The worst feature in the situation as regards the Prince's prospects, is the tone taken up by Prince Bismarck's organ, the North German Gazette. This paper is directly inspired by the German Foreign Office, and its articles reflect what the Chan- cellor wishes to be regarded as the patriotic view on any particular situation. Thus, while the independent Press of Germany, expressing public opinion, has been daily showing more and more sympathy with Prince Alexander, the Chancellor's paper has pursued a steadily hostile attitude to the restoration of the Bulgarian Sovereign. On Wednesday and Thursday last this hostility of tone reached a climax. It accused the Liberals and Clericals of combining together to support Prince Alexander' in order that they might thereby inflict a wound on the German Empire ; it denounced the ' enthusiastic ovations" given to the Prince in the Polish districts, and defied his supporters to express what they really want. It would seem that the inspired writer is deeply con- vinced of the determination of Russia, for he declares that if Germany were to address a Note to Russia, "protesting against the Prince of Bulgaria being in any way chicaned by Russia, and also, perhaps, against Russia taking any steps towards Constantinople," such a Note would be energetically repulsed ; and hints that in the end war would ensue. He goes on :—" But the Liberalists and 171tramontanes preach a war, and a war,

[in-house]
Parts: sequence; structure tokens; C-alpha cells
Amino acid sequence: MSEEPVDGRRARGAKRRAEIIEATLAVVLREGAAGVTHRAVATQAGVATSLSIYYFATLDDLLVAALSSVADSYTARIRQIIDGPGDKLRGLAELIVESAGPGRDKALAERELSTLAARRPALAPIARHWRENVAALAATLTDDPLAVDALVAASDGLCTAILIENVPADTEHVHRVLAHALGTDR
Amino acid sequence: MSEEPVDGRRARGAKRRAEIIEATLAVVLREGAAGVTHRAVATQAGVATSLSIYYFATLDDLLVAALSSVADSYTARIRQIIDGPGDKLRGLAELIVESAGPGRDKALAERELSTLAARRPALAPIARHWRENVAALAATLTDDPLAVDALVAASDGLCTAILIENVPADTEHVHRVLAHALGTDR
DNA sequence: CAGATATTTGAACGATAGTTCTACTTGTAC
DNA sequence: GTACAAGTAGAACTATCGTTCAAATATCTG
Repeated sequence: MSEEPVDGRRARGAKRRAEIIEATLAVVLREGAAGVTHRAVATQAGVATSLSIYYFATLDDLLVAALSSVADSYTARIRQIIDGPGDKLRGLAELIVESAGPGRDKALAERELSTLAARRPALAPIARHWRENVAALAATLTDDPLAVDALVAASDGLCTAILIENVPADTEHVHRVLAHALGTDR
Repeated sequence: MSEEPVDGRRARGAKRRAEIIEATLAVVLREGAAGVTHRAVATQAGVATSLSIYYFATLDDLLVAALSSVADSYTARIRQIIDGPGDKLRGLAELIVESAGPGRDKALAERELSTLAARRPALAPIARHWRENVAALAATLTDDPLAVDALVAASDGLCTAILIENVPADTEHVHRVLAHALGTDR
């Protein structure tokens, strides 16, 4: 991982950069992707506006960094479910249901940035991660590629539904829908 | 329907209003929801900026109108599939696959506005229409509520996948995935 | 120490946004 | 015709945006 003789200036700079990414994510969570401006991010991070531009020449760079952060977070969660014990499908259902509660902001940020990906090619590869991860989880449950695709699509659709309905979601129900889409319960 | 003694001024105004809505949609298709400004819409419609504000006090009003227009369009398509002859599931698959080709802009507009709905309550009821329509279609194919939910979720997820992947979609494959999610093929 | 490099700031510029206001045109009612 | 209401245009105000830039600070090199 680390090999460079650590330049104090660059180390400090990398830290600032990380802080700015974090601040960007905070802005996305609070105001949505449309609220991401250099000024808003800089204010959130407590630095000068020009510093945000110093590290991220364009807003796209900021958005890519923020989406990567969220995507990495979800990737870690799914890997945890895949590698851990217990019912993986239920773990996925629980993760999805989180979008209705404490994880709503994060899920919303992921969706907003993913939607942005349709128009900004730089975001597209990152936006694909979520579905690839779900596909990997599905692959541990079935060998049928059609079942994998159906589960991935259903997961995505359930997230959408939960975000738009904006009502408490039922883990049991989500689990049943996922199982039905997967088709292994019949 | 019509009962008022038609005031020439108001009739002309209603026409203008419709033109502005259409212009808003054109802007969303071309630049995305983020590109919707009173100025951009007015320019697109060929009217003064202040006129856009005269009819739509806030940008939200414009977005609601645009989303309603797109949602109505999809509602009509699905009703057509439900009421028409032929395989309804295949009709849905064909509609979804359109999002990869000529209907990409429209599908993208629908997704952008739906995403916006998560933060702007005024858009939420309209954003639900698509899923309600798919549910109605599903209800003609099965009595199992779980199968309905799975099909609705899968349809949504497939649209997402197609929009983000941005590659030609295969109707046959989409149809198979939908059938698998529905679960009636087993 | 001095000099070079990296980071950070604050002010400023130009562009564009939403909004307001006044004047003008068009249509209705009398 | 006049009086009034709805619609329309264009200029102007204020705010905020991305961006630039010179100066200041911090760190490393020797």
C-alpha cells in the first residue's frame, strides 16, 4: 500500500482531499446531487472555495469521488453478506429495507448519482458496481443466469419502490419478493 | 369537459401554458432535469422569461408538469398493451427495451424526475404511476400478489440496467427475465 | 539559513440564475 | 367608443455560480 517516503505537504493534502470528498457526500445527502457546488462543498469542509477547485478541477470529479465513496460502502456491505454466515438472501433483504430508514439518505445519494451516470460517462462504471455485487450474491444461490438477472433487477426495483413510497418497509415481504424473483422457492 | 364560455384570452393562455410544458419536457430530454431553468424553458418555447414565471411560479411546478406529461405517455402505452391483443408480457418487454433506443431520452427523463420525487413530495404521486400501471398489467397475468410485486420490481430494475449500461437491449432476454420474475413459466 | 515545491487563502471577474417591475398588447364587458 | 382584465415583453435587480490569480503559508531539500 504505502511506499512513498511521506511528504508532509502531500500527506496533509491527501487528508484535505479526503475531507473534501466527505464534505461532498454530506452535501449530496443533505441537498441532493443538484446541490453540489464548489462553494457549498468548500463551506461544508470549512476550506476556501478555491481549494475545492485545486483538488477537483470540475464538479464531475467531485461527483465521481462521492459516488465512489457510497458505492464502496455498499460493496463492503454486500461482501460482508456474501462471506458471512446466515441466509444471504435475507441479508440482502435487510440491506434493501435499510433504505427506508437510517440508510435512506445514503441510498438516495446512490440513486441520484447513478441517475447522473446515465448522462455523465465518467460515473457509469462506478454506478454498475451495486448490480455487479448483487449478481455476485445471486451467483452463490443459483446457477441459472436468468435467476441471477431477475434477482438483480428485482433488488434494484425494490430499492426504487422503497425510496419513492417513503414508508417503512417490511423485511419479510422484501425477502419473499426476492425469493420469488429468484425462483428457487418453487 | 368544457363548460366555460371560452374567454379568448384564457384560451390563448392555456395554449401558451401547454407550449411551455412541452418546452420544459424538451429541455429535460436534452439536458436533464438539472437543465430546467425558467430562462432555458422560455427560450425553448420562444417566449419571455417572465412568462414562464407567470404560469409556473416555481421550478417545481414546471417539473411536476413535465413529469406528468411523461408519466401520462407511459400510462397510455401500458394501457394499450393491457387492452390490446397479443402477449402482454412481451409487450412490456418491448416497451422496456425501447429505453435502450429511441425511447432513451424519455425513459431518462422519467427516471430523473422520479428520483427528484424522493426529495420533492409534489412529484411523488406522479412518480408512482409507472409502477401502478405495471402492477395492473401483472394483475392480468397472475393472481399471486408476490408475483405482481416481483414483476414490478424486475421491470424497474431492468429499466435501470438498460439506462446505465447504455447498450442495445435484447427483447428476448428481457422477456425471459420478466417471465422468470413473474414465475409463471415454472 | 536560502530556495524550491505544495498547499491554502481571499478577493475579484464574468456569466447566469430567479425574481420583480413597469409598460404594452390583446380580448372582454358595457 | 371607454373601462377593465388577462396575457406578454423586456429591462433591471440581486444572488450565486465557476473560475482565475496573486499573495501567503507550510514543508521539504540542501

too, more frightful and bloody than all previous ones Either they must back the policy of the Government, or they must throw the Empire into all the misery of an incalculable war. A middle way there is none."

This, indeed, sounds as if Prince Bismarck's passionate re- solve to maintain the peace of Europe was in some danger of breaking down. It looks as if he were determined to frighten public opinion into believing that checking Russia at this moment would lead to war, and that he is resolved to stop the enthusiasm for Prince Alexander, even though it has not yet assumed the form of direct hostility to Russia. That it has not yet done so is evident. None of the papers sup- porting the Prince have proposed to intervene by force in his interests ; and therefore, to protest that mere expressions of sympathy are likely to provoke war with Russia, shows that the diplomatic conditions must be just now of a highly ex- plosive nature. Prince Alexander, however, has to look beyond Germany in his efforts for peace ; and the temper of the Austrian Government, though it has not been made clear to the public, may be more warlike than is imagined. The chief danger of the whole situation is the apparent impossi- bility of any solution satisfactory to all the parties concerned. Russia will not be satisfied without pare and simple abdication on the part of the Prince. The Prince will not abdicate.

The great Powers seem unable either to thwart Russia or to allow the forcible overthrow of Alexander. The end may be as unsuspected as the beginning ; but as yet there are no signs of what it is to be.